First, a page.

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Directed by Xander Robin
Written by Xander Robin
Starring Michael Patrick Nicholson, Chelsea Lopez, Michael Godere, Dean Holtermann, Charles Gould, Adeline Thery, Alice Frank, Tuffy Questell, Theodore Bouloukos, Carson Grant, Joe Buldo, Ernst Zorin, Marika Daciuk, Bill Weeden, Alex Goldberg
Find out more about this film here

Horror comes in all shapes, sizes, and styles of psychoses. Even though I feel I’ve seen pretty much every form of horror, I am constantly surprised at how the horror genre finds mew ways to creep me out and nauseate me. With a background in psychology, I know quite a bit about trichophagia and when I explain what it is, you’re going to either be grossed out or intrigued or both. Trichophagia is an irrational appetite for hair, usually one’s own hair. And while ARE WE NOT CATS is a film about two troubled souls finding a place together in this weird, wild world, it is also about the body horror of trichophagia and it’s not for the squeamish.

Michael Patrick Nicholson plays hapless schlub Eli, who loses his girlfriend, home, and job all in one day. Seeing to start a new life, he takes a new job and tries to meet new friends in the next town over. Much like Eli, these twenty-somethings like to party, do drugs, and simply hang out, dancing and listening to music. It is during one of these instances, Eli meets Anya (Chelsea Lopez) a plucky young girl who immediately sparks Eli’s interest. Though she is dating one of his co-workers, Eli pursues Anya and ends up spending the night with her. This is when things get weird. See Eli has a nervous habit of picking away at his beard and eating the hair, leaving large patches of baldness. He’s never met anyone else who does this until he meets Anya, who has picked away almost all of the hair hidden under her wig. Connecting through their psychosis, Eli realizes that Anya’s disorder is much more serious than he thinks.

If you can get past the grossness of eating hair, you’ll actually find that this is a damn charming film. There are moments of real humanity here as Eli and Anya connect. You feel for Eli, who despite his passivity, is a pretty likable guy. Nicholson has a way about him that makes you feel for his dilemma or in this case, multiple dilemmas. Lopez makes Anya equally entrancing and it is easy to understand why Eli falls for her. She lights up a room with her vitality, yet still has room to show vulnerability when the wig comes off.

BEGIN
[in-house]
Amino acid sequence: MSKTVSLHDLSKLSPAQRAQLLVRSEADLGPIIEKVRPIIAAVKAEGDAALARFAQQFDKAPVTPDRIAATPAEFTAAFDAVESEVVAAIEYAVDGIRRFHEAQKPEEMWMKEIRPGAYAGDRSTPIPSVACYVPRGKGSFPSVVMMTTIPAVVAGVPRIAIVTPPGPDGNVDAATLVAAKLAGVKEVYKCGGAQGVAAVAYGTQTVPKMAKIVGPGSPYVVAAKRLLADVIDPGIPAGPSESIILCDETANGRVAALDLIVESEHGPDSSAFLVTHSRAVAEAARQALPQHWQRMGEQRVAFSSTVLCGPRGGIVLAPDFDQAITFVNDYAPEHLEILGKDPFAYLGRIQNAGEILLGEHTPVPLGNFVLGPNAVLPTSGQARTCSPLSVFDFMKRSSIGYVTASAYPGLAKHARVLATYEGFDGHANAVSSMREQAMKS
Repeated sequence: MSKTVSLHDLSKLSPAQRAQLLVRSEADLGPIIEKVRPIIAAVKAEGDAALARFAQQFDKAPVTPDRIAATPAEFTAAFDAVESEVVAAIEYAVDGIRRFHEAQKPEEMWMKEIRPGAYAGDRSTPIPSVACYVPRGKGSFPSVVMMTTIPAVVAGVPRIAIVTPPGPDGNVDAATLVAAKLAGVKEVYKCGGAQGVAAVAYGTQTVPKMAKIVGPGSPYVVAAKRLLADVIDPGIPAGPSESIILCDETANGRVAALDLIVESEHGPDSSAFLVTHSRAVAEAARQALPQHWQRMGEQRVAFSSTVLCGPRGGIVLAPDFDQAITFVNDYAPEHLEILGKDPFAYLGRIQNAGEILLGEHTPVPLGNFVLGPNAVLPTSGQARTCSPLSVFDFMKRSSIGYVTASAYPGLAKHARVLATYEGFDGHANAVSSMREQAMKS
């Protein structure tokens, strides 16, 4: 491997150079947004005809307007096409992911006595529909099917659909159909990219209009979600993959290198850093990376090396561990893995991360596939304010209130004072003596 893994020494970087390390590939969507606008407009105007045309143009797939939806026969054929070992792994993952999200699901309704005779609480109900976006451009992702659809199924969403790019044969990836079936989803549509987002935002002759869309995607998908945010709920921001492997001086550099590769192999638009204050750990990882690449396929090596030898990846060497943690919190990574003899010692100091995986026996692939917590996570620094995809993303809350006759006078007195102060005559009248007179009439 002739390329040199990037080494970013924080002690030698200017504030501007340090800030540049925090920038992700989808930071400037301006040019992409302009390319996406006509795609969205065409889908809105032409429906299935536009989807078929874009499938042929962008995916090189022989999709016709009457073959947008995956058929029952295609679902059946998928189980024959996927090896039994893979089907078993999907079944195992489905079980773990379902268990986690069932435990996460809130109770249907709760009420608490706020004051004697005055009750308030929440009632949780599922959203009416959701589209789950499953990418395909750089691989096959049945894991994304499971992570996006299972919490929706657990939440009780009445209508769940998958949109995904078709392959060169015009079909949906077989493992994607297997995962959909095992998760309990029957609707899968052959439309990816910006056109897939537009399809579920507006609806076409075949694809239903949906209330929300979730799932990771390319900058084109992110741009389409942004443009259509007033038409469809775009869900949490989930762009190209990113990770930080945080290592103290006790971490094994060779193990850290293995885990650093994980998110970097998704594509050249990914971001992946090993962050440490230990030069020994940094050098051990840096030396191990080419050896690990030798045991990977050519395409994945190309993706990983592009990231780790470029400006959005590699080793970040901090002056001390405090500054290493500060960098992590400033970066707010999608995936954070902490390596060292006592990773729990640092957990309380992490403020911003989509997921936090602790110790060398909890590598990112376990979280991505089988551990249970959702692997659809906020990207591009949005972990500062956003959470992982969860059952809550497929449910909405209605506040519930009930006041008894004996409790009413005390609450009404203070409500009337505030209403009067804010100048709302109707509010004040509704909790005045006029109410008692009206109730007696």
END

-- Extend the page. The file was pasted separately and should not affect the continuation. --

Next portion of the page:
While this isn’t an out and out horror film, it does involve serious body horror as, believe it or not, eating hair is not a good thing to do. There are dire consequences from the digestion of so much hair and in a grueling and gruesome scene, we see exactly what it does to one’s body in graphic and harrowing detail. This makes up the climax of the film and while the intensity of this scene comes from all of the blood and hair, it is multiplied because we have gotten to know these two flawed individuals and want their dysfunctional relationship to survive.

ARE WE NOT CATS, a title seemingly relating to the fact that cats ingest their own fur and barf them up in fur balls, is a trippy little film. Reminiscent of the mumblecore films of the early 2000’s, this film reflects a directionless lifestyle that may annoy some. But beneath the couch-surfing, devil may care life choices of the cast, there’s an engaging love story and one hell of a gross climax that makes ARE WE CATS one of those special kind of oddities that will strike a chord with the right type of demented viewer.

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